There are a lot of different things in my Collection, from old souvenirs that you buy in Rome from two or three hundred years ago, to documents that were owned and signed by popes. But I’m very partial to clothing items, things that the popes wore, and I often say this: the popes don’t have rummage sales. And so how to obtain clothing items worn by them? Well, you can do it in various ways, even sometimes back-handed ways.
We know that one of the traditions that Pope Francis engages in is “swapping zucchettos”. You can go to Gammarelli’s, which is the papal clothing store, the famous tailor for the popes, and you can buy a zucchetto—there’s only one size in the white ones—and, if you’re lucky, you may be able to “swap zucchettos” with the pope.
What we have here is a zucchetto of Pope John XXIII. But this did not come by way of “swapping.” Rather, it came from another source, and it’s kind of an interesting story: A doctor in California contacted me, and she said, “I’ve got a number of items and a number of relics associated with the popes and other saints, and I don’t know what to do with these things. I don’t want to just throw them away.” I said, “No! You don’t want to throw them away!”
She had a cousin, a nun, working at the Vatican, taking care of laundry for the Pope. So this actually came through that nun. There was no “swapping” for John XXIII’s, but this cousin was able to get this and another pope’s, Paul VI. So I got two zucchettos of those popes from this doctor and her cousin. She just sent them to me as a gift, because she didn’t know what else to do with them.
The Church is so huge; it’s universal; it’s everywhere. It’s so large and yet, it’s so small. When you hear a story like this, you know it’s one little connection to the next, and a story like this brings the Church to a human level that gives us comfort as members of the Church, especially with clothing items. There’s the divine element and the human element as well.
Really the white zucchetto symbolizes for us, the Pope; and the red symbolizes the College of Cardinals.
John XXIII was famous for one-liners. He once said, “Sometimes I wake up at night, and I think to myself, ‘I have to tell the pope that!” And when you think of him as a cardinal and a diplomat he would have had to tell the pope many things. And then he’d fully wake up and think, “Wait! I AM the pope!”
He was a humorous and humble man.
Another one of his famous lines was someone once asked him how many people worked in the Vatican, and he said, “Oh! About half of them!” So yes, he had a lot of those one-liners.
This was a very joy-filled man, and to think that I have something right here in our midst that he wore. Saint John XXIII wore this on his head. Who knows for how long? He wore it on his head as a symbol of his priesthood, because priests can wear these. Originally they were meant for priests when they were created in the 13th century. But later on in history the different colors came to denote different ranks. And John XXIII, Angelo Roncalli, the priest wore this.
Kind of awesome to have this in our presence.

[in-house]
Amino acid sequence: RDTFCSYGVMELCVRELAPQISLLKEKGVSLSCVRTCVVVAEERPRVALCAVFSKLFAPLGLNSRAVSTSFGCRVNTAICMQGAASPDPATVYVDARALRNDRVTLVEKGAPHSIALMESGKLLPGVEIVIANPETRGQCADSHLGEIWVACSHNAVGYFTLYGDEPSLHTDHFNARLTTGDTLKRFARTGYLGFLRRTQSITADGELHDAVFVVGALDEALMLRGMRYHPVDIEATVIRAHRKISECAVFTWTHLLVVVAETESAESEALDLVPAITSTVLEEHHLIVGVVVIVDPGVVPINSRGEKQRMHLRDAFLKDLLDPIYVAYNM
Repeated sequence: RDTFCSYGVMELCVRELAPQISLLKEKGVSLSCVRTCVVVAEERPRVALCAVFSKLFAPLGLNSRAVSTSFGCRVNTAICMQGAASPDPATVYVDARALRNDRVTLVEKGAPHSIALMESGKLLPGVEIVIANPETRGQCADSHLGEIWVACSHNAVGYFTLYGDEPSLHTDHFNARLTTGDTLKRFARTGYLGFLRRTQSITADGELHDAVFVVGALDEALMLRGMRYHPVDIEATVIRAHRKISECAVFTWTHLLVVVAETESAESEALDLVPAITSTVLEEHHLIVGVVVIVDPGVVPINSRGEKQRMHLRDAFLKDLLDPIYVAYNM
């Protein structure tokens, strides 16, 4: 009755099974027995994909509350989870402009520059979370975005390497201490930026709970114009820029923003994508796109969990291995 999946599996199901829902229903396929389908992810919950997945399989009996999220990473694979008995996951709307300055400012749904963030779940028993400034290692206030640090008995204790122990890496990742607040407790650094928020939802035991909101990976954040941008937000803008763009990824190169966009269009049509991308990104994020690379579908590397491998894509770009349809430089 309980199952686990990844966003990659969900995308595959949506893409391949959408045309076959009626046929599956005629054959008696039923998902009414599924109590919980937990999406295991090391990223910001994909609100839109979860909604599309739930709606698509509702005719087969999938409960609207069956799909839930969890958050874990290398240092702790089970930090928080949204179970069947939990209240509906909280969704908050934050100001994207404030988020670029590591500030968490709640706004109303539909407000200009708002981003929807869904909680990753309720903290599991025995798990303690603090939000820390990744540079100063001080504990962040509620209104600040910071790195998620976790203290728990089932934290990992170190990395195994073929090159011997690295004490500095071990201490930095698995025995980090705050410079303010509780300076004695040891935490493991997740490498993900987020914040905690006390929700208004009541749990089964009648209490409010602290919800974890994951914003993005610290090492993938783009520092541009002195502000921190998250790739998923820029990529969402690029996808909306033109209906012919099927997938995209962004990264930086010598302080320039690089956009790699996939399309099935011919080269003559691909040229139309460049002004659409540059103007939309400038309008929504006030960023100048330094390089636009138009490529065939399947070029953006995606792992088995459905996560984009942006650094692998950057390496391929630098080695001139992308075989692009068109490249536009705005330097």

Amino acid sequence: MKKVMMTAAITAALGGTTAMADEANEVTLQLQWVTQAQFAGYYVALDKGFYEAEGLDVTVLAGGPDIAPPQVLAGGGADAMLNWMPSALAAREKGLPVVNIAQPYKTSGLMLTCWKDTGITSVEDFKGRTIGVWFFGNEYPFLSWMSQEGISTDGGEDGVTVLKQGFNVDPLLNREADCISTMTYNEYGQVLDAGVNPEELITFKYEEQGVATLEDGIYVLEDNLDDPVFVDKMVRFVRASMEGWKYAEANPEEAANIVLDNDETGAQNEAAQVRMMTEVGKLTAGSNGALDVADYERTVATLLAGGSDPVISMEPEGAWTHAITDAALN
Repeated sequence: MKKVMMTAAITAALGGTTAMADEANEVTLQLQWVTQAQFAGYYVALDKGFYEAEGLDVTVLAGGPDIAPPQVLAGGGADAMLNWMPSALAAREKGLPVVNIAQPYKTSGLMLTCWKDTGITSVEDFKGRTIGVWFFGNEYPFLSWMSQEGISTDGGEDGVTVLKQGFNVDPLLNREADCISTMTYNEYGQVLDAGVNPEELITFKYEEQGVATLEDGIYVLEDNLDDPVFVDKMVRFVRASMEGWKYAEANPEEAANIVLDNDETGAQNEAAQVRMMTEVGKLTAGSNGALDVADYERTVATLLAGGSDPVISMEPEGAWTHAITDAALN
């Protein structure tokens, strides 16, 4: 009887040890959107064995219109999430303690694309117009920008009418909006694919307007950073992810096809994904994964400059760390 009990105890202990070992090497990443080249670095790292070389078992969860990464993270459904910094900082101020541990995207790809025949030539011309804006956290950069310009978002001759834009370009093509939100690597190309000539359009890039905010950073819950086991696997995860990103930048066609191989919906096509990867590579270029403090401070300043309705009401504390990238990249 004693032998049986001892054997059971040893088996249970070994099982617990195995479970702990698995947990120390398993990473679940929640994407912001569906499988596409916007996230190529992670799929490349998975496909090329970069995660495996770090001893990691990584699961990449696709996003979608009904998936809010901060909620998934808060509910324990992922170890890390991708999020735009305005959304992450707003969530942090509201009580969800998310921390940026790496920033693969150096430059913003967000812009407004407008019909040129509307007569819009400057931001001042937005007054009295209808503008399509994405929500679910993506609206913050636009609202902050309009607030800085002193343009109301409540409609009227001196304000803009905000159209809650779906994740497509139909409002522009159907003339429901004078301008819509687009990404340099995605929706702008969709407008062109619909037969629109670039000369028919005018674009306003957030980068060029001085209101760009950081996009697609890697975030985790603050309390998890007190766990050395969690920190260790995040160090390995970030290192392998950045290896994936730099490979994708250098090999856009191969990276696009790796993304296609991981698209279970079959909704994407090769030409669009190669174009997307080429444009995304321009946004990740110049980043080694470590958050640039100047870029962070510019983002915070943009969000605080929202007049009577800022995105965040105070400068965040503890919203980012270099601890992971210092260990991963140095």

I have had the opportunity to preside at Mass at his tomb at Saint Peter’s. When he was beatified, they actually brought his body up and you could see it. The year he was beatified I was blessed to be able to say Mass there. And the reason why he is in that particular altar is because when he was a priest and a bishop in Rome that was his favorite altar because of the mosaic behind it: “The Final Communion of Saint Jerome.” He was very partial to it, and providentially, they were able to put his body, then beatified, and now canonized, in his favorite altar.
They say when he was beatified and they brought the body upstairs, there was a miraculous component because of the incorrupt aspect of his body. And they say that lines were out the door of Saint Peter’s for well over a year to see him and to pray at the tomb of his mortal remains.
The Holy See doesn’t really call this incorrupt body a miracle because there are not enough years yet to have passed, and popes are embalmed and buried in three different coffins. So maybe in a hundred years if he is still incorrupt, they’ll call it a miracle.
But the biggest thing is the devotion of the people. He really was dear to them, especially the Italians. When he died, there was a headline in the news in Italy: “A Death in the Family.” And people all over the world felt that way because of his grandfatherly ways.
The Good Pope John. St. John XXIII, Pray for Us! —Father Richard Kunst
A zucchetto is a small skullcap worn by clerics of the church. It consists of eight panels sewn together with a stem on top.
It was first adopted to keep the tonsured (shaved heads) of clergy warm in damp, cold churches but it has survived to the present day.
All ordained clergy are entitled to wear a zucchetto. The color denotes the wearer’s rank: the pope’s is white; cardinals’ are scarlet and bishops’ are a shade of purple. Priests’ are black. Deacons are also entitled to wear zucchettos.
The zucchetto comes from the Italian word, zucchetti, meaning a small gourd or zucchini and is indicative of its shape.
Bishops wear the zucchetto throughout the Mass, removing it at designated times.
The Collection has a zucchetto from every pope from as far back as Pius IX, who reigned from 1846 – 1878, with the exception of John Paul I who was pope for thirty-three days in 1978.